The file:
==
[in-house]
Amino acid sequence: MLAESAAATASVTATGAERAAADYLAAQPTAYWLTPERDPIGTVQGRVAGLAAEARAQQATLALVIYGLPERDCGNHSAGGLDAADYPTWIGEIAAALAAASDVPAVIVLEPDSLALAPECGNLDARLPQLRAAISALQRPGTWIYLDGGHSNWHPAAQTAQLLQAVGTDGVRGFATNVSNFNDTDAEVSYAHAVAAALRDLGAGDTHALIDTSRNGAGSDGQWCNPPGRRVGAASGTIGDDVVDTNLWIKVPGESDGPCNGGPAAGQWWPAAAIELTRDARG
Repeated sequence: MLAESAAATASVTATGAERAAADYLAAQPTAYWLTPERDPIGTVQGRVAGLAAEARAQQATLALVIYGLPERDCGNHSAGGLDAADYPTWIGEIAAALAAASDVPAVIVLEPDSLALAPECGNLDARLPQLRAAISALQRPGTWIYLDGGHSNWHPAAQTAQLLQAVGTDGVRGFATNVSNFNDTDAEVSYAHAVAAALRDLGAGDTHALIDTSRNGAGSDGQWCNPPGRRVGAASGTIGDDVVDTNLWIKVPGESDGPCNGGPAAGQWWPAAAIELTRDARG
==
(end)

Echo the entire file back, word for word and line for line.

[in-house]
Amino acid sequence: MLAESAAATASVTATGAERAAADYLAAQPTAYWLTPERDPIGTVQGRVAGLAAEARAQQATLALVIYGLPERDCGNHSAGGLDAADYPTWIGEIAAALAAASDVPAVIVLEPDSLALAPECGNLDARLPQLRAAISALQRPGTWIYLDGGHSNWHPAAQTAQLLQAVGTDGVRGFATNVSNFNDTDAEVSYAHAVAAALRDLGAGDTHALIDTSRNGAGSDGQWCNPPGRRVGAASGTIGDDVVDTNLWIKVPGESDGPCNGGPAAGQWWPAAAIELTRDARG
Repeated sequence: MLAESAAATASVTATGAERAAADYLAAQPTAYWLTPERDPIGTVQGRVAGLAAEARAQQATLALVIYGLPERDCGNHSAGGLDAADYPTWIGEIAAALAAASDVPAVIVLEPDSLALAPECGNLDARLPQLRAAISALQRPGTWIYLDGGHSNWHPAAQTAQLLQAVGTDGVRGFATNVSNFNDTDAEVSYAHAVAAALRDLGAGDTHALIDTSRNGAGSDGQWCNPPGRRVGAASGTIGDDVVDTNLWIKVPGESDGPCNGGPAAGQWWPAAAIELTRDARG